Gold Futures Drop as Dollar Gains Amid Improving U.S. Outlook

  • Traders price in a 52 percent chance of Fed rate hike in June
  • Holdings in exchange-traded funds rise to highest since 2014

Investors Moving Back to Gold Amid Global Economic Risks

Gold futures fell for the fifth time in six sessions as the dollar strengthened amid signs of an improving U.S. economic outlook, diminishing demand for the metal as a store of value.

The Bloomberg Dollar Index rebounded from the weakest since October. Traders are pricing in a 52 percent chance that the Federal Reserve will raise rates by June, up from 6 percent a month ago, according to Fed fund futures data compiled by Bloomberg. Higher rates hurt demand for gold, which becomes less competitive against interest-bearing assets.

Bullion has risen 17 percent this year as concerns that a slowdown on China would spread globally boosted the metal’s appeal as a haven. Traders are reassessing Fed rate expectations amid improvements in hiring and manufacturing in the U.S. Citigroup Inc.’s Economic Surprise Index, which measures data performance relative to market expectations, rose to the highest in almost four months.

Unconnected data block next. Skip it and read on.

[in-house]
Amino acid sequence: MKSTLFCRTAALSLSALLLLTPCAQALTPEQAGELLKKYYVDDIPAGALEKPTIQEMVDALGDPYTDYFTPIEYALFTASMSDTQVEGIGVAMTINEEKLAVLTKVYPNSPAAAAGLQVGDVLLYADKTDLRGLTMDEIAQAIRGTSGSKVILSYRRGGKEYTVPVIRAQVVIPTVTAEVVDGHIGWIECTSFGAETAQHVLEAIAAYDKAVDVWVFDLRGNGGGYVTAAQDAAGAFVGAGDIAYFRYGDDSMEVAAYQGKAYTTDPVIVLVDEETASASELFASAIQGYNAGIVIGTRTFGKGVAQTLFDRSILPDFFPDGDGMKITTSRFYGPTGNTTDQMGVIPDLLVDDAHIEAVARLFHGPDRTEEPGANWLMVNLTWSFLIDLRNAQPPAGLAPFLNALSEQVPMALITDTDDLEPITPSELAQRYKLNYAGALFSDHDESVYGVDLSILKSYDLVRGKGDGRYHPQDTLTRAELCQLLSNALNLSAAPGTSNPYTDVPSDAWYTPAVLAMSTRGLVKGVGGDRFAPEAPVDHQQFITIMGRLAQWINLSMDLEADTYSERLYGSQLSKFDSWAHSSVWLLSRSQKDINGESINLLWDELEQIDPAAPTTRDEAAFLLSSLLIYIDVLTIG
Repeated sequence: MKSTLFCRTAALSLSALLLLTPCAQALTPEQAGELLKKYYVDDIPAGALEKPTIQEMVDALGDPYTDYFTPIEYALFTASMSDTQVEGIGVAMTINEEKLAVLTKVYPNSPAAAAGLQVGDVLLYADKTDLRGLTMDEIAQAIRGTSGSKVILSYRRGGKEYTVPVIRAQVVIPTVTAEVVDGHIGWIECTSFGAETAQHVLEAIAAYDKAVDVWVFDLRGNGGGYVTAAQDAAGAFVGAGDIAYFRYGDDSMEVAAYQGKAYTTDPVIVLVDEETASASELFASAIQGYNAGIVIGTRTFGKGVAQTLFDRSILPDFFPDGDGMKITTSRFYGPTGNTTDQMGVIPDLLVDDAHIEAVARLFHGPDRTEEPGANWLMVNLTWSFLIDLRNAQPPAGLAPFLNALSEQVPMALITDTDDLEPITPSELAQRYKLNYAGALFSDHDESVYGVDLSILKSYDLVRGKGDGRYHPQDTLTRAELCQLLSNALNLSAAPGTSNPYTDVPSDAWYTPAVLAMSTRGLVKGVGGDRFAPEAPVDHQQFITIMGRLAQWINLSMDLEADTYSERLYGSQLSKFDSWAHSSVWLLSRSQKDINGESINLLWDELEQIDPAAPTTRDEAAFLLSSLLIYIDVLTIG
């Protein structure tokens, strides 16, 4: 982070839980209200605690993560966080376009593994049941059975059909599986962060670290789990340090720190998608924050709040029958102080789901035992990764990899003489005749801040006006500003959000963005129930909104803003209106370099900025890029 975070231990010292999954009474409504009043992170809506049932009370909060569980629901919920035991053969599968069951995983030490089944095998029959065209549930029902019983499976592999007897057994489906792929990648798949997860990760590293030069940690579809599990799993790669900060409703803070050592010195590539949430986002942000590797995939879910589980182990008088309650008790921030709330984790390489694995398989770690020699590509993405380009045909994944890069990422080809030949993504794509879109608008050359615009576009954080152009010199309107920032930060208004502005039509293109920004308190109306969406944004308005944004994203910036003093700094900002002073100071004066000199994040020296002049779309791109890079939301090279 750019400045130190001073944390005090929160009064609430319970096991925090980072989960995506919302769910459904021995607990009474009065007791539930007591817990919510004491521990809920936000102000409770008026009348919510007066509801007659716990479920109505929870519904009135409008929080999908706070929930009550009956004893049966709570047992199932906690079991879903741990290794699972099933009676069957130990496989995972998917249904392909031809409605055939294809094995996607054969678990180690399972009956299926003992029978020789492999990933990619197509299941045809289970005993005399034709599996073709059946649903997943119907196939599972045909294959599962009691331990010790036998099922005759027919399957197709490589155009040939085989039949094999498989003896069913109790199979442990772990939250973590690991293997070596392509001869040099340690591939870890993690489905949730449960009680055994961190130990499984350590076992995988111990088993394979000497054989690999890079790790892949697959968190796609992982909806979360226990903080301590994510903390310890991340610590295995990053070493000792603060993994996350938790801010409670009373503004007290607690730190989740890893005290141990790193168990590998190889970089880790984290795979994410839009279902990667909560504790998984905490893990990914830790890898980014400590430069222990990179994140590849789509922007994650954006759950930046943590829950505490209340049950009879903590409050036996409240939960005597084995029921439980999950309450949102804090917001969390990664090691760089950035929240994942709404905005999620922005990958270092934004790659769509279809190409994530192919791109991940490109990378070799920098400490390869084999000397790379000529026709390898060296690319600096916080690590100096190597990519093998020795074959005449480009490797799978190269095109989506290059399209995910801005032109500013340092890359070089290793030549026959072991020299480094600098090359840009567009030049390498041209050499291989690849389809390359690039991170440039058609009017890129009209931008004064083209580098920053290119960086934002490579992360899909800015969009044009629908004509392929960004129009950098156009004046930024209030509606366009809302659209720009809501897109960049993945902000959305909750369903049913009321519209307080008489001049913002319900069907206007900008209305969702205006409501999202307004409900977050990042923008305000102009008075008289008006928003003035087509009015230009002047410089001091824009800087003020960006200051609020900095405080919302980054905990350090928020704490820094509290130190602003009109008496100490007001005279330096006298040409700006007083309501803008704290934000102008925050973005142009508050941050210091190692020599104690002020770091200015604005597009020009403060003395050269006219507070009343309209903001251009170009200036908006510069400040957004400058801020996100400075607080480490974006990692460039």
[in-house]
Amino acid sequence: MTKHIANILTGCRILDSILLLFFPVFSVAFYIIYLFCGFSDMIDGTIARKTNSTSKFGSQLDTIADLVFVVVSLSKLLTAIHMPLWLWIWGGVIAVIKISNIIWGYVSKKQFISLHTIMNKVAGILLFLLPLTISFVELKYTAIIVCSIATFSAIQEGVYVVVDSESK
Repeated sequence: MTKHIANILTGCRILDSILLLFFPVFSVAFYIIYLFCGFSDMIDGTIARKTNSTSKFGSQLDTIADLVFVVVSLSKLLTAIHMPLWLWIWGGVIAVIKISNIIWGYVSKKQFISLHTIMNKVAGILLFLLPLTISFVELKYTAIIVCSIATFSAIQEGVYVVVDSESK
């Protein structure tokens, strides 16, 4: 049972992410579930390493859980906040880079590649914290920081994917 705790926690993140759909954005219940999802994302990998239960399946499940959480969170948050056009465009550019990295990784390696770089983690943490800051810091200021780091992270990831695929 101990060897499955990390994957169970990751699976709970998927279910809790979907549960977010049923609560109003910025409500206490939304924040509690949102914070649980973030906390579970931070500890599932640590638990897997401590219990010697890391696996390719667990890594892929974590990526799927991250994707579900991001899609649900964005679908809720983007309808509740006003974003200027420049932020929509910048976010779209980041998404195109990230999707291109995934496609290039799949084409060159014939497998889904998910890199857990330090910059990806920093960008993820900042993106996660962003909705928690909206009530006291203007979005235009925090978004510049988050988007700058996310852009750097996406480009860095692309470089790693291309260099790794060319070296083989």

“The dollar is showing a lot of strength, and obviously that’s gold bearish,” Tim Evans, the chief market strategist at Long Leaf Trading Group Inc. in Chicago, said in a telephone interview. “The economic view of the overall market has improved. And that’s what ultimately what led corrective price action that we had in the market.”

Gold futures for April delivery slid 1.1 percent to settle at $1,245.10 an ounce at 1:41 p.m. on the Comex in New York. Prices fell for a third straight year in 2015, as investors awaited the first increase in borrowing costs in almost a decade, which came in December.

“The dissipation of risk aversion lately and increased probability of U.S. interest-rate increases from June onward would cap upside potential in gold,” said Bernard Aw, a strategist at IG Asia Pte in Singapore. “For now, the $1,250 resistance-turned-support will be a key level to watch.”

  • Money managers’ net-long position in gold futures and options jumped 21 percent to 148,266 contracts in the week ended March 8, according to Commodity Futures Trading Commission data released three days later. That’s the highest since February 2015.
  • Investors added to holdings in exchange-traded funds backed by gold, with assets rising 2.4 metric tons to 1,738.3 tons on Friday, the highest since July 2014, according to data compiled by Bloomberg.
  • Silver futures also fell on the Comex, while platinum and palladium declined on the New York Mercantile Exchange
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